JAMES ROBERT CLARKE, MY GRAMPS

By DR. CLARKE VINCENT FILIPPI


Car dealer

Bank founder

Free Mason

Shriner

Rotarian

Elk

Lion 500

Chamber of Commerce

Newspaper boy

Delivery boy

Dish washer

Janitor

Quick-silver miner

Ship fitter

Patriot

Veteran

Sailor

World traveler

Craftsman

Circus modeler

Parade volunteer

USC football fan

Boy scout troop master

Mentor

Friend

Uncle

Great-grandfather

Grandfather

Father

Husband

    Wow!  How can anybody possibly live such a full life?  How can you explain a seventy six year old going to Antarctica twice?  The only answer I can think of is that one would have to have the energy and vigor of my grandfather, James Robert Clarke... Gramps.

     I feel truly blessed that for the last twenty-eight years, I have had four wonderful grandparents that have been a part of my life.  We have celebrated holidays, and weddings; graduations, births, and anniversaries.

     We have traveled in California, the United States, and Europe.

     Some of the most special trips were the ones when my grandfather and I would volunteer at the Great Circus Parade.  I think he counted the days until we would head to Milwaukee.  Once there, we would ride the circus train, work long days, and eat salads with “shakum-up” dressing and pizzas late at night. To see Gramps at the circus was like watching him shed seventy years as he joyfully worked with throngs of wide-eyed adults and children.  Often, I could not tell who was more excited, Grandpa or the kids.

     Recently, there were several years when school prevented me from accompanying Gramps to the parade.  This year though I was determined to take my wife and son to experience the magic and excitement, and when I asked him for three extra tickets to Milwaukee I think he was truly thrilled.  And in July, he was proud to share this circus experience with another generation of his family.

     Among all of the qualities, occupations, and interests I spoke of in the beginning, I did not mention that he was also a "leader."  For not only was Gramps a member of these clubs and organizations, but he was also the president of many of them.  I think that his leading by example was his way to show all of us how much fun life could be.  I hope that someday I can have 1/10 of the effect on people that Gramps had on everyone he met and with everything he worked.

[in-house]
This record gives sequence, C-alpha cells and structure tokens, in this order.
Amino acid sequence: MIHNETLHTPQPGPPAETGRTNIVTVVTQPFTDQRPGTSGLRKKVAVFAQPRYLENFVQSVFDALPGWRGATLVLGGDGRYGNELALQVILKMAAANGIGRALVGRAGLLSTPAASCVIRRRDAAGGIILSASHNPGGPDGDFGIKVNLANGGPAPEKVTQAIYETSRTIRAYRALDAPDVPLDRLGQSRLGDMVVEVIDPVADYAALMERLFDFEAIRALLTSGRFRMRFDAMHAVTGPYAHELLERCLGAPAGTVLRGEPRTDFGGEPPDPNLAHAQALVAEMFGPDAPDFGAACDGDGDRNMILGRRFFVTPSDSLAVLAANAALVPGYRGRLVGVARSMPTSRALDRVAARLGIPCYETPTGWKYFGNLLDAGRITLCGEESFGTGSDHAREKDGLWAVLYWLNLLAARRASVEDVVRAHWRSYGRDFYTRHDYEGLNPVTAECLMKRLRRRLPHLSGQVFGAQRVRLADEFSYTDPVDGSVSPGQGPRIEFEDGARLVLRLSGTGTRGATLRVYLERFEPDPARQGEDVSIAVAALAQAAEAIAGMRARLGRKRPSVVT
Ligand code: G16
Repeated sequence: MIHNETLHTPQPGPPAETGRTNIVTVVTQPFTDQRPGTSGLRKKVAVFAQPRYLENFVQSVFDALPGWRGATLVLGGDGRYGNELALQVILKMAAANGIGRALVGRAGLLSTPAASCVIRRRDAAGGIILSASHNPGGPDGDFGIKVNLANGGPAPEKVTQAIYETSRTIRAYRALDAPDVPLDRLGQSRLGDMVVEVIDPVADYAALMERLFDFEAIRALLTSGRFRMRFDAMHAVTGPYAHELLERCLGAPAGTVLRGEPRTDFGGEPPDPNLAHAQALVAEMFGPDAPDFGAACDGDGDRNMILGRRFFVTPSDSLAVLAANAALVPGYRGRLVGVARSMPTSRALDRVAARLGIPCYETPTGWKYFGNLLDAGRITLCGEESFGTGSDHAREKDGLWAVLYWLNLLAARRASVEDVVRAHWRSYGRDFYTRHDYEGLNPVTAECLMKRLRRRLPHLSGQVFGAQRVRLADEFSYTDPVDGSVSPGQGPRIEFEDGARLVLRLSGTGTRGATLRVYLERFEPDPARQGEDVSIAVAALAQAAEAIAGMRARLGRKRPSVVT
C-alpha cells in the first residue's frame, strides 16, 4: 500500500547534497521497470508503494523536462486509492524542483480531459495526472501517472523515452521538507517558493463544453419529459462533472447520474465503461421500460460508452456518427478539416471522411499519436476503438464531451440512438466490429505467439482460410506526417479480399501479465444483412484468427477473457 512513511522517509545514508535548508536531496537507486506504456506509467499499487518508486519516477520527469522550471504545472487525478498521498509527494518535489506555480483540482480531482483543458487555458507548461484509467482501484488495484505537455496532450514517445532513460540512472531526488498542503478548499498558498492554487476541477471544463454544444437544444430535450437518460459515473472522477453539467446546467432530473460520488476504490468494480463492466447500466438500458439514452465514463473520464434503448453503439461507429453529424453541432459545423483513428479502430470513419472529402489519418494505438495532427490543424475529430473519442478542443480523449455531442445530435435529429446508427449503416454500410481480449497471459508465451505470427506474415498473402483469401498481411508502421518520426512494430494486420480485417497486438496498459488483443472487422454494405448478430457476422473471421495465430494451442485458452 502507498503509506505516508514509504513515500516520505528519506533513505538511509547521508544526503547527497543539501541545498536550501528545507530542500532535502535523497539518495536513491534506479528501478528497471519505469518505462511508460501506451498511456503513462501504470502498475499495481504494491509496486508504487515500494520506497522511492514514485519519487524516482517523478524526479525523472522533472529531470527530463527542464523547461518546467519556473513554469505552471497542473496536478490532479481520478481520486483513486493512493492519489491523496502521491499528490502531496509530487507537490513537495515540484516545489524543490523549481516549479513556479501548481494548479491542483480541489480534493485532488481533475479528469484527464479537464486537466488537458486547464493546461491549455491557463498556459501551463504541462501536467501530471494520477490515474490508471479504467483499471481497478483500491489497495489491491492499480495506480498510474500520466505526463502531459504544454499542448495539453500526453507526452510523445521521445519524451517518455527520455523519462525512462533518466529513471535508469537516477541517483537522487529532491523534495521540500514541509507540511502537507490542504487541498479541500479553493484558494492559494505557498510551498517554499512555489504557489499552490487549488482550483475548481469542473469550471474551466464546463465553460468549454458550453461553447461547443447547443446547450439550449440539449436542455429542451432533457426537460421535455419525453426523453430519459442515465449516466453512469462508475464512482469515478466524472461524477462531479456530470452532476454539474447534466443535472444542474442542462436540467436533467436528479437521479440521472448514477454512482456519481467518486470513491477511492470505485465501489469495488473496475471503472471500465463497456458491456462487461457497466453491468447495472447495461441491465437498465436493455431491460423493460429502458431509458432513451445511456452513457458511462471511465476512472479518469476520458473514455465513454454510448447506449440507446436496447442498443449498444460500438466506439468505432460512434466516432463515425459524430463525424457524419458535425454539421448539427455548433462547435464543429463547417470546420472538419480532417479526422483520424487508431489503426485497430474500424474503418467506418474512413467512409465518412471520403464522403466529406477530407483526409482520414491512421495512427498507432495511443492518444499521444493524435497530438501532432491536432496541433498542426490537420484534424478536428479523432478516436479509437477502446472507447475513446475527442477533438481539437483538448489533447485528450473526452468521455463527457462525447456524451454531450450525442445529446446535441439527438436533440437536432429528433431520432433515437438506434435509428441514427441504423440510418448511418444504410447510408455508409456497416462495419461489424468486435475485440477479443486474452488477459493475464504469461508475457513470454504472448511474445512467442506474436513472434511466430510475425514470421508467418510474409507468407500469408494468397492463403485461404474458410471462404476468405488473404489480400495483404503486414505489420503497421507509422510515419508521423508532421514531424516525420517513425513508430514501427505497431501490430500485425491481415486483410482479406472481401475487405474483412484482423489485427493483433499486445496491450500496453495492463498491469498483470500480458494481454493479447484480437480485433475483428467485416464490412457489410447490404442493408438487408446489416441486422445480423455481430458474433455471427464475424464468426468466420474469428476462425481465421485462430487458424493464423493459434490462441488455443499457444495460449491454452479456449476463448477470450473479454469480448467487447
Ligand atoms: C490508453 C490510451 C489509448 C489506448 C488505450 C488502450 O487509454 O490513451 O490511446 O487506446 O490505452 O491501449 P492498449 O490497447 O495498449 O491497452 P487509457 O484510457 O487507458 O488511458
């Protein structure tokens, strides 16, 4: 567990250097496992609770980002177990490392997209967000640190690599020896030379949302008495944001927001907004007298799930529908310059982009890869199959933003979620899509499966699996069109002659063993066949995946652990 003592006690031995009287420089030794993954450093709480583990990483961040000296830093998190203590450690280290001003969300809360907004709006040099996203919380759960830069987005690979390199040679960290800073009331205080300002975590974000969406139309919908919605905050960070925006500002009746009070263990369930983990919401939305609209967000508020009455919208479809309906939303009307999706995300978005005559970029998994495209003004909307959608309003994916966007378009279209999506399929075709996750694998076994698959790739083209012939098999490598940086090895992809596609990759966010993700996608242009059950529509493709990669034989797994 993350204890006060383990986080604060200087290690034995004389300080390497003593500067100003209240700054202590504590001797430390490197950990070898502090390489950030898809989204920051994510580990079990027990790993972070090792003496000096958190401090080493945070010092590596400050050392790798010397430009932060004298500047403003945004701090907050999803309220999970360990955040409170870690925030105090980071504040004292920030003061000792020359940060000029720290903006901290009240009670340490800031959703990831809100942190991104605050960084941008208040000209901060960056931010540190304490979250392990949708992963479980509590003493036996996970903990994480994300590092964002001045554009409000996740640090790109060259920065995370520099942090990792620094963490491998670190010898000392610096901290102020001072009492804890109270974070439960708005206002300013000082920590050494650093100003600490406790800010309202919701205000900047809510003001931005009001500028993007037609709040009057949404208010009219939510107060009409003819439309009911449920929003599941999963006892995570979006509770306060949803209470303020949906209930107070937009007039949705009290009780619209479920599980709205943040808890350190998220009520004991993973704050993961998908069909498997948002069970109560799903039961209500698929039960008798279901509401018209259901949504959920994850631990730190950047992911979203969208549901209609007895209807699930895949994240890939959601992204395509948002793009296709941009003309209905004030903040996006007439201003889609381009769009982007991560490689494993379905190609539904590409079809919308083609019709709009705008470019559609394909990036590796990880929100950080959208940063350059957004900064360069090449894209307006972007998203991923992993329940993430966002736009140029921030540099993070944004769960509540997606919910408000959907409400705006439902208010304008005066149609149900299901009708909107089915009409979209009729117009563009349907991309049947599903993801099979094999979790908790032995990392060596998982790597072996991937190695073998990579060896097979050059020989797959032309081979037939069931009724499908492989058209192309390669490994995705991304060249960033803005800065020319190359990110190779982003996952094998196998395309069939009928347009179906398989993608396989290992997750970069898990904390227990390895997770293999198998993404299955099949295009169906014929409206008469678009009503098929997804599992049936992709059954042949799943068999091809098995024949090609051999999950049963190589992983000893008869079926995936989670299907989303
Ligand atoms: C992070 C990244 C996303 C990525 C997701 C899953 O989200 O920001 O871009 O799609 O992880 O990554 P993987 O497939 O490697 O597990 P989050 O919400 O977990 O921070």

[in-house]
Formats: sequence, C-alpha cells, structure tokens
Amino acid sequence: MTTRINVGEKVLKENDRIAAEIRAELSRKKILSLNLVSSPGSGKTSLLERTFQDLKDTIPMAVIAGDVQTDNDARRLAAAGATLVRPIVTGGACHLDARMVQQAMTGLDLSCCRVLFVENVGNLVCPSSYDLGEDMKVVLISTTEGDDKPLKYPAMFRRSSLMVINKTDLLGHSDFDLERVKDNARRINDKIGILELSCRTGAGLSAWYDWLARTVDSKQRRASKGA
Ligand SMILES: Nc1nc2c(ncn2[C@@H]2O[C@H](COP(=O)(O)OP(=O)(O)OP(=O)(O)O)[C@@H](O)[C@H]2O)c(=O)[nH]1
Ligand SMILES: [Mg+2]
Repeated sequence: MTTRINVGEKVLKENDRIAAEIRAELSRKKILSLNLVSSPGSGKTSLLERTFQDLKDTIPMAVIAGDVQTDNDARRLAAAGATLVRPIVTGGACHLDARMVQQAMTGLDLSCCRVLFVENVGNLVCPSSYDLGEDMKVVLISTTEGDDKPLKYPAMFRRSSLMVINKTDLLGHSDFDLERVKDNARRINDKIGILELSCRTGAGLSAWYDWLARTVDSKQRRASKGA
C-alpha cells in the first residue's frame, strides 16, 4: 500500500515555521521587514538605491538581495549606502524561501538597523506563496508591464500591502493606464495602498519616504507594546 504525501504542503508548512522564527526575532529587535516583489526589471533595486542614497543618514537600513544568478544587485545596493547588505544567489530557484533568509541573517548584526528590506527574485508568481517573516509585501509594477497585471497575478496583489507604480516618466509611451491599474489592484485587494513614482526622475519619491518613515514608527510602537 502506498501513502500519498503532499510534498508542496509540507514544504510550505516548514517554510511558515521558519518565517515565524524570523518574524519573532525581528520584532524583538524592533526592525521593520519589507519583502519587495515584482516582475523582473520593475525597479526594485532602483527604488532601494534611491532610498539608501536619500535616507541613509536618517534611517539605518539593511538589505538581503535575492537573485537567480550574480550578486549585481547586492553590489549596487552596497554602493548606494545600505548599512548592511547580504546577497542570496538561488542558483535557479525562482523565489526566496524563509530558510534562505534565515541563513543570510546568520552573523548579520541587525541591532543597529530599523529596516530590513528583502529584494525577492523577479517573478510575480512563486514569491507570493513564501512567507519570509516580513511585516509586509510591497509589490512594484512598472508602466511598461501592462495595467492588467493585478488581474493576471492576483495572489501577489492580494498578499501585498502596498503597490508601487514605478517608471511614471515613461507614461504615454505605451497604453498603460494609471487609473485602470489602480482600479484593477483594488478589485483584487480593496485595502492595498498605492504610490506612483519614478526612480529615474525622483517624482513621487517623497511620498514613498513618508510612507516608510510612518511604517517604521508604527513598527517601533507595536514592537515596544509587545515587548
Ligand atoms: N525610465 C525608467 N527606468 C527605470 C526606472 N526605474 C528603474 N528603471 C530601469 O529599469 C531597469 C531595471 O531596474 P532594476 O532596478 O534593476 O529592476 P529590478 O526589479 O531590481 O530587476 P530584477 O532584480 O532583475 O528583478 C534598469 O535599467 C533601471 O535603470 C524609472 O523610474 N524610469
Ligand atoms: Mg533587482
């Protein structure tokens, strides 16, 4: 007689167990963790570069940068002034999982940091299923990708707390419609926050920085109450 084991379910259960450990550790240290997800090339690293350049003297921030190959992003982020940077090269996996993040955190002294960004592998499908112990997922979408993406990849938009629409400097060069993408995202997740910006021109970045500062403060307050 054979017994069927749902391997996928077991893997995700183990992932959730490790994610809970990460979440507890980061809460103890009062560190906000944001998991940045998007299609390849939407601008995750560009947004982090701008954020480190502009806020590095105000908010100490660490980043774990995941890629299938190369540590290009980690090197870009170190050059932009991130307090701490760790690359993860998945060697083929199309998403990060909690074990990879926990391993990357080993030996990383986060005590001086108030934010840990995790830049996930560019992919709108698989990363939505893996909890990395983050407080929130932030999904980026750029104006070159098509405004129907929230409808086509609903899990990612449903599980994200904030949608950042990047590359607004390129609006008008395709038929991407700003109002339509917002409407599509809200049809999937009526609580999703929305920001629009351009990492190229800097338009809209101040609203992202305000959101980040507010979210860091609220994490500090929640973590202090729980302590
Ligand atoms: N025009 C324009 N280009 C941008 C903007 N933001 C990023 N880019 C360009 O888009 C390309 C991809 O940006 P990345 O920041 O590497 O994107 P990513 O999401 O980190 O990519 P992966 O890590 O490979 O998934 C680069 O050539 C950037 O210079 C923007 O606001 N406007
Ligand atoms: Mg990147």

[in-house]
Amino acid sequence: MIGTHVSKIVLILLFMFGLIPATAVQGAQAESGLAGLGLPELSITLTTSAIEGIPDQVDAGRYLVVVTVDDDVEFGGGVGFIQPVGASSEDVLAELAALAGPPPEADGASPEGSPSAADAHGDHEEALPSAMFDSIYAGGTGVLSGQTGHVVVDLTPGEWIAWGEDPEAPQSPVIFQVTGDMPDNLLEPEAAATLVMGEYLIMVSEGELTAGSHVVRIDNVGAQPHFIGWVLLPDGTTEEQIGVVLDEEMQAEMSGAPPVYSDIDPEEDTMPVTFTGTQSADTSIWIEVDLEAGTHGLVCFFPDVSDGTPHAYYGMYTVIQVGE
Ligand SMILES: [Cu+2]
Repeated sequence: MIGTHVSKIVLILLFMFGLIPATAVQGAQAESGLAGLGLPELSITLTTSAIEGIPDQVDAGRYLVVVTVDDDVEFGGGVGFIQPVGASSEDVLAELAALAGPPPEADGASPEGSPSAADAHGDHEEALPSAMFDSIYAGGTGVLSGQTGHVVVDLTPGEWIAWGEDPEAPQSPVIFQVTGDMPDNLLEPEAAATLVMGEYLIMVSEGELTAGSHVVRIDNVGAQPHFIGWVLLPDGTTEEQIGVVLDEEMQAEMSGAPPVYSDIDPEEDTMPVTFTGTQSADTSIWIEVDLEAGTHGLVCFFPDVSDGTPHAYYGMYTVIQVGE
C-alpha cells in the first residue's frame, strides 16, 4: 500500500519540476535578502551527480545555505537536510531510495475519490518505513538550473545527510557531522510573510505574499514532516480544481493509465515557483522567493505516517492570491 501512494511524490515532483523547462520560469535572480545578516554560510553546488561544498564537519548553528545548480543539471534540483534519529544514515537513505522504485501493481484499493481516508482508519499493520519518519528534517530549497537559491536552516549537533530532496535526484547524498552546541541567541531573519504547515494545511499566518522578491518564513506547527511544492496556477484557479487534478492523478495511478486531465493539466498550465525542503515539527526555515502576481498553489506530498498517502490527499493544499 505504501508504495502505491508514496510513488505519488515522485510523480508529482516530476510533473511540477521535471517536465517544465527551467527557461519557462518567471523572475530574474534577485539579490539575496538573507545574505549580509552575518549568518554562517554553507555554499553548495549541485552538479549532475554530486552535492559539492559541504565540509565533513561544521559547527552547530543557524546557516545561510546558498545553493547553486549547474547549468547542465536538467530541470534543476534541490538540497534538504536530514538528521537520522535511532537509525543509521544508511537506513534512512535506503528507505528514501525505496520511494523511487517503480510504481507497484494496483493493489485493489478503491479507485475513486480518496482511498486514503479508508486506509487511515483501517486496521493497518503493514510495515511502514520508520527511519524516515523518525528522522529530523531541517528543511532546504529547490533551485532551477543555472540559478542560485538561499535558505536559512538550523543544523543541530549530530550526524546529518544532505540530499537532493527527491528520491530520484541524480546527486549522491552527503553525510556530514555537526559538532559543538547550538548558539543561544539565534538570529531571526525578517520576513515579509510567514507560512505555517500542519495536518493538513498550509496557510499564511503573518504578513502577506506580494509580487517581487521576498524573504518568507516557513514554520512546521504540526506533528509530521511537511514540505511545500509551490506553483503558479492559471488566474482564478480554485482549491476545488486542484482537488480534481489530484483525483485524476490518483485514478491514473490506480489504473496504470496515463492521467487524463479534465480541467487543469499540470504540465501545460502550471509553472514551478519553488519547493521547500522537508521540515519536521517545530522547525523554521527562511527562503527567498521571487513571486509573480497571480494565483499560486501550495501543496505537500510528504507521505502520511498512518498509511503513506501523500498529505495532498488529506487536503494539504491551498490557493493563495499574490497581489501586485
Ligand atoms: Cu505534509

Unfortunately, there is not enough time today for me to tell you about all of the fond memories.  Everyone in my family is so proud of Gramps, and is honored to have been a part of his life and legacy.  I know that I have no regrets, and I am sure he did not have any, and that is the way he would want it.

     Finally as you well know, my grandfather had a great room at his house where he displayed everything that made him happy.  And as we looked through some of his things, we found a prayer tucked behind his typewriter.  I would like to share that prayer with you.  It is titled: "A prayer for you."

     I said a prayer for you today and know God must have heard.  I felt the answer in my heart, although He spoke no word.  I didn't ask for wealth or fame -- I knew you wouldn't mind.  I asked Him to send treasures of a far more lasting kind.  I asked that He'd be near you at the start of each new day, to grant you health & blessings and friends to share your way.

     I asked for happiness for you in all things great and small, but it was for His loving care I prayed for most of all.

     On behalf of our family, I thank you all for coming to remember Jimmy in this special way.
 

Old Salt... JR... Old JR... Older JR... Uncle Jimmy... The last Clarke... My mother's (slightly older) brother. I used to ride up to Alfred Mathews Cad-Olds-GMC dealership on McHenry Ave (I found it moved up the avenue from time to time) on my motorcycle, would cruise into the office asking for Uncle Jimmy. Sometimes we was there, other times he was handling other ventures. Once, I remember I was headed back to my Moto Guzzi when I heard over the PA system "Would Mitch Laing Return To The Office". My cousins daughter, Laura, working in the office, had called Aunt Sylvia, wanting to make sure I went out to the house! (Yes, I was headed there next)
I will always remember the rubber chicken hanging in their house, a small "Cad" parade car, the workshop, his circus wagons, always wanting a Cadillac hood ormament as a child (I got a sewable patch that I still have and display amongst my collection of odds and ends), and the snare drum he gave me when I wanted to be a drummer -- but I will NEVER FORGET the smell of cherry tobacco from his pipe, and the great collection of pipes that he had until he had to give them up for health reasons.
He will be missed by Sylvia, Susan, Ann, Elvio, Dick, Clarke, Laura, three Great-Grand Children (and one more on the way), my sister Judy and myself -- continually loved by everyone in the Clarke, Filippi, Phillips, Laing and Mueting families, and remembered by so many in Modesto, Hollister and all of California.

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Page Updated on January 13, 2000.
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